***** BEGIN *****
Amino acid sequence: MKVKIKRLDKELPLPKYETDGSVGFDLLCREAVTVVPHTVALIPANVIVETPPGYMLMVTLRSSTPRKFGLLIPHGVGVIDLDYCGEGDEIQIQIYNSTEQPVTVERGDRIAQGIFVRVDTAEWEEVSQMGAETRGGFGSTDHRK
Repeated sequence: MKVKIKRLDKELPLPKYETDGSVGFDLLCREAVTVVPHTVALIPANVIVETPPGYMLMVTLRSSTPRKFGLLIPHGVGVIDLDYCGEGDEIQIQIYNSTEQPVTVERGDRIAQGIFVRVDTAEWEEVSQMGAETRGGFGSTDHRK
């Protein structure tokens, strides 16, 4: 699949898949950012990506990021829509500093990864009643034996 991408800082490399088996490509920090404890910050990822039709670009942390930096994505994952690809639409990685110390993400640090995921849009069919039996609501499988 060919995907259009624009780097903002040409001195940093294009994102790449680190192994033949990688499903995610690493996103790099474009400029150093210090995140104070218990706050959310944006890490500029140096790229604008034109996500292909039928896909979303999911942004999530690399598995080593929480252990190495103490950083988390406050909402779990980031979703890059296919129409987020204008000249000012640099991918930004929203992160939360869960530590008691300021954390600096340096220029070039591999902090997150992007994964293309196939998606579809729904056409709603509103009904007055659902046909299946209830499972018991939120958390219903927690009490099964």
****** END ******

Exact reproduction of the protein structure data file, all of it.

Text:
Amino acid sequence: MKVKIKRLDKELPLPKYETDGSVGFDLLCREAVTVVPHTVALIPANVIVETPPGYMLMVTLRSSTPRKFGLLIPHGVGVIDLDYCGEGDEIQIQIYNSTEQPVTVERGDRIAQGIFVRVDTAEWEEVSQMGAETRGGFGSTDHRK
Repeated sequence: MKVKIKRLDKELPLPKYETDGSVGFDLLCREAVTVVPHTVALIPANVIVETPPGYMLMVTLRSSTPRKFGLLIPHGVGVIDLDYCGEGDEIQIQIYNSTEQPVTVERGDRIAQGIFVRVDTAEWEEVSQMGAETRGGFGSTDHRK
């Protein structure tokens, strides 16, 4: 699949898949950012990506990021829509500093990864009643034996 991408800082490399088996490509920090404890910050990822039709670009942390930096994505994952690809639409990685110390993400640090995921849009069919039996609501499988 060919995907259009624009780097903002040409001195940093294009994102790449680190192994033949990688499903995610690493996103790099474009400029150093210090995140104070218990706050959310944006890490500029140096790229604008034109996500292909039928896909979303999911942004999530690399598995080593929480252990190495103490950083988390406050909402779990980031979703890059296919129409987020204008000249000012640099991918930004929203992160939360869960530590008691300021954390600096340096220029070039591999902090997150992007994964293309196939998606579809729904056409709603509103009904007055659902046909299946209830499972018991939120958390219903927690009490099964």